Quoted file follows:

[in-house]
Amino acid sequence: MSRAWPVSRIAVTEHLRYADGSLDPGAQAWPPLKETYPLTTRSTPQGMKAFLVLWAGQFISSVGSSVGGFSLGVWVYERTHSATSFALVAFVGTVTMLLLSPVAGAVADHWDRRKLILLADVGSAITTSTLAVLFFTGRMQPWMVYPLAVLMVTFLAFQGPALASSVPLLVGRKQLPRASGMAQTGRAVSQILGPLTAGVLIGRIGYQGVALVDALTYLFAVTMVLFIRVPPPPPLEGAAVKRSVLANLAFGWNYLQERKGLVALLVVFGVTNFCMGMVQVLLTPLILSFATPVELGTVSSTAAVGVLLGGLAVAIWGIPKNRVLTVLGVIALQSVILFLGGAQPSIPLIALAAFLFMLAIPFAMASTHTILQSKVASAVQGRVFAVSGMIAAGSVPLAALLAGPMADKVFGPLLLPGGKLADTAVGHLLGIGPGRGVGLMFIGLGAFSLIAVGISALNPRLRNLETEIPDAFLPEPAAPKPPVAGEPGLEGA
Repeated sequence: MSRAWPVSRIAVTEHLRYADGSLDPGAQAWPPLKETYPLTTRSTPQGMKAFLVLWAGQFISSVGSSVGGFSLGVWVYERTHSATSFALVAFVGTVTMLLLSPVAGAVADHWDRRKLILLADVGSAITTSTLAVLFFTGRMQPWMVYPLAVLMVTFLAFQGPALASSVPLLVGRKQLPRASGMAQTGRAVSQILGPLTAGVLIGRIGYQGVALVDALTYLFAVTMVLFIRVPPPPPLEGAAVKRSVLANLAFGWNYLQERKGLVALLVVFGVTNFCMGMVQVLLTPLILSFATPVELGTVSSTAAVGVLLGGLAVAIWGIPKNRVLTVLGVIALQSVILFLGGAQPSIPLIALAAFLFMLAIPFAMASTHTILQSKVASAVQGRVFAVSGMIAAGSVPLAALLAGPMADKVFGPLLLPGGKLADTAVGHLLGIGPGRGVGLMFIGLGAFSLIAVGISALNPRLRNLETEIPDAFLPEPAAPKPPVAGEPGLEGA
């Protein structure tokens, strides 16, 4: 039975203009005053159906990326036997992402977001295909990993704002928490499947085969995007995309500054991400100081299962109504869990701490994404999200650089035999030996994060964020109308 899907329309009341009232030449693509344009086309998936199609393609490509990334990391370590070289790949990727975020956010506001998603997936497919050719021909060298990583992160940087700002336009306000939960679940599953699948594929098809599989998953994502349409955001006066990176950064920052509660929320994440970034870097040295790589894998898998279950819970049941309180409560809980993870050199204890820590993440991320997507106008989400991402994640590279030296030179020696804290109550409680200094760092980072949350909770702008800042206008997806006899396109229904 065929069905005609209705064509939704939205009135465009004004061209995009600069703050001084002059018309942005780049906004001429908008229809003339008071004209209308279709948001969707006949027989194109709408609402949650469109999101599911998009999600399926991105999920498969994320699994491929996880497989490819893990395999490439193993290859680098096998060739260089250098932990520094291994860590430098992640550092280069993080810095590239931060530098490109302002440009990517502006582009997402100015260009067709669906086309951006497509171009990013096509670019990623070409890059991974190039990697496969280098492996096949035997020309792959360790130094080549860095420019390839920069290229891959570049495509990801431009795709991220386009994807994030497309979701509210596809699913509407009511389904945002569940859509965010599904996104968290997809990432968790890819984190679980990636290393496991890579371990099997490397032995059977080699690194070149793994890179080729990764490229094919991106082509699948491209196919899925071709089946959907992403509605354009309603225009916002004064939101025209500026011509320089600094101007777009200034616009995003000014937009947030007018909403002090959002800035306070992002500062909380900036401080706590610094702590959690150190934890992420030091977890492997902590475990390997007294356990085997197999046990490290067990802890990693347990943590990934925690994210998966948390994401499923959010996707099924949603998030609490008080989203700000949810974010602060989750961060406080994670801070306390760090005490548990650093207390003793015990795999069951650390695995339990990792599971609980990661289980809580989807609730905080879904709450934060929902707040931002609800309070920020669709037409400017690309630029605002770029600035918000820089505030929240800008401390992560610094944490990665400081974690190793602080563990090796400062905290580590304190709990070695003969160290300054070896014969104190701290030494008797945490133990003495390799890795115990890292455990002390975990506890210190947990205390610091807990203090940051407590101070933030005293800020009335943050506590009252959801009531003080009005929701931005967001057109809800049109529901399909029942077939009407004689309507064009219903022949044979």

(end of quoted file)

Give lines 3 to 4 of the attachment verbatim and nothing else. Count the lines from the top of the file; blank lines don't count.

Repeated sequence: MSRAWPVSRIAVTEHLRYADGSLDPGAQAWPPLKETYPLTTRSTPQGMKAFLVLWAGQFISSVGSSVGGFSLGVWVYERTHSATSFALVAFVGTVTMLLLSPVAGAVADHWDRRKLILLADVGSAITTSTLAVLFFTGRMQPWMVYPLAVLMVTFLAFQGPALASSVPLLVGRKQLPRASGMAQTGRAVSQILGPLTAGVLIGRIGYQGVALVDALTYLFAVTMVLFIRVPPPPPLEGAAVKRSVLANLAFGWNYLQERKGLVALLVVFGVTNFCMGMVQVLLTPLILSFATPVELGTVSSTAAVGVLLGGLAVAIWGIPKNRVLTVLGVIALQSVILFLGGAQPSIPLIALAAFLFMLAIPFAMASTHTILQSKVASAVQGRVFAVSGMIAAGSVPLAALLAGPMADKVFGPLLLPGGKLADTAVGHLLGIGPGRGVGLMFIGLGAFSLIAVGISALNPRLRNLETEIPDAFLPEPAAPKPPVAGEPGLEGA
């Protein structure tokens, strides 16, 4: 039975203009005053159906990326036997992402977001295909990993704002928490499947085969995007995309500054991400100081299962109504869990701490994404999200650089035999030996994060964020109308 899907329309009341009232030449693509344009086309998936199609393609490509990334990391370590070289790949990727975020956010506001998603997936497919050719021909060298990583992160940087700002336009306000939960679940599953699948594929098809599989998953994502349409955001006066990176950064920052509660929320994440970034870097040295790589894998898998279950819970049941309180409560809980993870050199204890820590993440991320997507106008989400991402994640590279030296030179020696804290109550409680200094760092980072949350909770702008800042206008997806006899396109229904 065929069905005609209705064509939704939205009135465009004004061209995009600069703050001084002059018309942005780049906004001429908008229809003339008071004209209308279709948001969707006949027989194109709408609402949650469109999101599911998009999600399926991105999920498969994320699994491929996880497989490819893990395999490439193993290859680098096998060739260089250098932990520094291994860590430098992640550092280069993080810095590239931060530098490109302002440009990517502006582009997402100015260009067709669906086309951006497509171009990013096509670019990623070409890059991974190039990697496969280098492996096949035997020309792959360790130094080549860095420019390839920069290229891959570049495509990801431009795709991220386009994807994030497309979701509210596809699913509407009511389904945002569940859509965010599904996104968290997809990432968790890819984190679980990636290393496991890579371990099997490397032995059977080699690194070149793994890179080729990764490229094919991106082509699948491209196919899925071709089946959907992403509605354009309603225009916002004064939101025209500026011509320089600094101007777009200034616009995003000014937009947030007018909403002090959002800035306070992002500062909380900036401080706590610094702590959690150190934890992420030091977890492997902590475990390997007294356990085997197999046990490290067990802890990693347990943590990934925690994210998966948390994401499923959010996707099924949603998030609490008080989203700000949810974010602060989750961060406080994670801070306390760090005490548990650093207390003793015990795999069951650390695995339990990792599971609980990661289980809580989807609730905080879904709450934060929902707040931002609800309070920020669709037409400017690309630029605002770029600035918000820089505030929240800008401390992560610094944490990665400081974690190793602080563990090796400062905290580590304190709990070695003969160290300054070896014969104190701290030494008797945490133990003495390799890795115990890292455990002390975990506890210190947990205390610091807990203090940051407590101070933030005293800020009335943050506590009252959801009531003080009005929701931005967001057109809800049109529901399909029942077939009407004689309507064009219903022949044979």